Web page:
Working with Bone  
  Developing and exploring techniques which could be applied to the production of bone housings..  

Laser Etching

Laser etching the bone created a very crisp, dark brown image. The etching of the bone gave it a less "spooky" appearance and made if look processed.




Different power and speed settings produced different effects:

High Power (Top)= Textured

Low Power (Bottom) = Smooth


3D Intersections

  The 3D scans needed to be repaired before they could be imported into the CAD/CAM software.  
  The 3D scans where then overlapped, and a boolean function was performed in order to determine if a there is a consistent area - for example a flat panel - which could be machined from any bone.  
  Machining the bone on the mill, revealed that the shoulder blade still contained some yellow grease in the center.  
  Turning a sample of porous bone on the lathe revealed the same yellow grease. However, taxidermist, Drew Bain informed me the way to remove it was to soak the bone in white spirit and heat it gently.  
  The white spirit removed the grease and whitened the bone. The cylinder has a delicate, spongy appearance but is surprising strong.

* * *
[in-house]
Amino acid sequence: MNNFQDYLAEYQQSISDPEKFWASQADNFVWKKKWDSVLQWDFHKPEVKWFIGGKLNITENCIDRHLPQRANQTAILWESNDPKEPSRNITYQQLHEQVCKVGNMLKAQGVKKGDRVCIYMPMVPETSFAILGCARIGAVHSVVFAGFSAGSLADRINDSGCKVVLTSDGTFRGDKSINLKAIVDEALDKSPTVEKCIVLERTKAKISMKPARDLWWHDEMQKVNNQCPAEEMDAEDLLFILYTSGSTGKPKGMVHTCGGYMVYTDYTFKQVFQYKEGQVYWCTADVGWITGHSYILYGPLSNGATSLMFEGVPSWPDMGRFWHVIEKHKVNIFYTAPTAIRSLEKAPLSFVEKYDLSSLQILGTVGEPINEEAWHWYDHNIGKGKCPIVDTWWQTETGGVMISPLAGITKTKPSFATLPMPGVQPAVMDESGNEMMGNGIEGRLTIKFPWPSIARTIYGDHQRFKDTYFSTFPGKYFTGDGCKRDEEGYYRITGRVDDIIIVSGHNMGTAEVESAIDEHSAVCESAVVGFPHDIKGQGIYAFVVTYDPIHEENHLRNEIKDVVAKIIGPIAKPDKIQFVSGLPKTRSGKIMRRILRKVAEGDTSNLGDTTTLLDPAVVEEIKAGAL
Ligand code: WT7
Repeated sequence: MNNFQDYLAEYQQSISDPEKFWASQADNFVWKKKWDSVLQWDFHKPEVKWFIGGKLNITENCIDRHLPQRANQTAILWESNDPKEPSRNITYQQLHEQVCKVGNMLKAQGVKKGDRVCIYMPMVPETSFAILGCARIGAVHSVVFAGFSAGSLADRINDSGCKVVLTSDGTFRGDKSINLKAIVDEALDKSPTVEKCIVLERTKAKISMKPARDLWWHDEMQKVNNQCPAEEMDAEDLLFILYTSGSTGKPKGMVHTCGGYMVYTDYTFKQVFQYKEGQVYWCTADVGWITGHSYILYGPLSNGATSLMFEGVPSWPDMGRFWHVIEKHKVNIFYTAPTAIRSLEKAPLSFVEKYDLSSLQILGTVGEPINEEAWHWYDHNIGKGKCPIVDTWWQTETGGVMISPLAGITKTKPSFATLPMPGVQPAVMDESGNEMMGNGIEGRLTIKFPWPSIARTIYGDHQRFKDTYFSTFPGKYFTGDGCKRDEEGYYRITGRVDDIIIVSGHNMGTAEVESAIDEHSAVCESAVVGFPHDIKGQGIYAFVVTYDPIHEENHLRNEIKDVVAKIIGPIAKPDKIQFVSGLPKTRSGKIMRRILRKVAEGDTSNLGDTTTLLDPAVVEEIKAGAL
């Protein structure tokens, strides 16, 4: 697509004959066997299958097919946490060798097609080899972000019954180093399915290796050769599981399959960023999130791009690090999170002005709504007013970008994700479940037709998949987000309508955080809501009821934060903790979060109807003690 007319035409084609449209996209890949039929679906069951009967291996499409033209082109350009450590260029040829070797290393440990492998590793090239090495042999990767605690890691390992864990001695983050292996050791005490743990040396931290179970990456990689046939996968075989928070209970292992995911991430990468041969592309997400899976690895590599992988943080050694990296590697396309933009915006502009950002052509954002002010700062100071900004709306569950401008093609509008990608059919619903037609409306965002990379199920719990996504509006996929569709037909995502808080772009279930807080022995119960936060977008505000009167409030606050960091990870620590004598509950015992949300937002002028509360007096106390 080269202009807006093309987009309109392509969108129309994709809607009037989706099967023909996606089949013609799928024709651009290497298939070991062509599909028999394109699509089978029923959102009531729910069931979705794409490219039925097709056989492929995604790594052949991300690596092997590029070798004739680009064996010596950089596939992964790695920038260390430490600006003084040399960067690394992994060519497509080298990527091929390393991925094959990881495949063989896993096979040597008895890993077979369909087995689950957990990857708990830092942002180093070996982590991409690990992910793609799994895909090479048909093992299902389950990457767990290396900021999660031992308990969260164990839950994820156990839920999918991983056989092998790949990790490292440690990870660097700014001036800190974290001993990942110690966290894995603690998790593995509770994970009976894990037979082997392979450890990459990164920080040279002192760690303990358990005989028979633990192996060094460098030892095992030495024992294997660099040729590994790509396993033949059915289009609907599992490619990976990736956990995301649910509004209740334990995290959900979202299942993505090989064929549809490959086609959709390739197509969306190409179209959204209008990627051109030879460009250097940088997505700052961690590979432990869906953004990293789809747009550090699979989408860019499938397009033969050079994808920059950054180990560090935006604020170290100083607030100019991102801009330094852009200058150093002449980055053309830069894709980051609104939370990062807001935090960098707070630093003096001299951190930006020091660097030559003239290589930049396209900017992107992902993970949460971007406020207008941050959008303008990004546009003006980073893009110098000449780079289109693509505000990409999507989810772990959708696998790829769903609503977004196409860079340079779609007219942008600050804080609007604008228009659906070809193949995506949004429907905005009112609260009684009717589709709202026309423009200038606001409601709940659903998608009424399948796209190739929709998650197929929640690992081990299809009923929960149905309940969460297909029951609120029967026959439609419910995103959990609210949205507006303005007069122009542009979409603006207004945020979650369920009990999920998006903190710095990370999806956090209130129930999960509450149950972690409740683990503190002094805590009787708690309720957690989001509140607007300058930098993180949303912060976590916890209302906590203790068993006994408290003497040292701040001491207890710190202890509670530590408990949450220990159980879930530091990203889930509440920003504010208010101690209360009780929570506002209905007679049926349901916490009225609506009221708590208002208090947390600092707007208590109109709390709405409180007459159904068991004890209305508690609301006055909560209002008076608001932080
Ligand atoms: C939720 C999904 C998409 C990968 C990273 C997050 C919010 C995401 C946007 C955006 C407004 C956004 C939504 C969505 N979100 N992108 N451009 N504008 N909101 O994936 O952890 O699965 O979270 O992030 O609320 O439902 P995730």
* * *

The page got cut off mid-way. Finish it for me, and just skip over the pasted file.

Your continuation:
Bone Laminate  
  Bamboo panels are creating by fusing strips of bamboo together. Could something similar be achieved with bone? A bovine femur was cut into strips, and then diced into small cuboids. These were then fused together and sanded to create a uniform flat section. This could be applied to create bone panels or even bone flooring.  
  Bone Optics  

Experimenting with the translucent properties of bone. The optical qualities, like most other properties of bone, are fairly inconsistent. Different types and areas of the bone are more translucent than others. For example, the compact bone on the femur is opaque however, the same compact bone on the shoulderblade is translucent. The cancellous (spongy) bone generally diffuses light well if the light source is a 2 - 5 millimeters underneath. There is a notably large section of translucent bone on the shoulderblade.

The light passing through bone is always very diffused, and therefore difficult to get a bold outline.


If chicken bones are left in vinegar they become floppy. The samples of bone pictured below were placed in a vinegar solution to see if they would become moldable, or if they would fuse together under pressure. The ability to shape bone would have been useful for product housings.

Unfortunately, after 3 weeks, the bones did not become soft enough to bend, however there where noticeably softer.

Copyright Andrew Ross 2008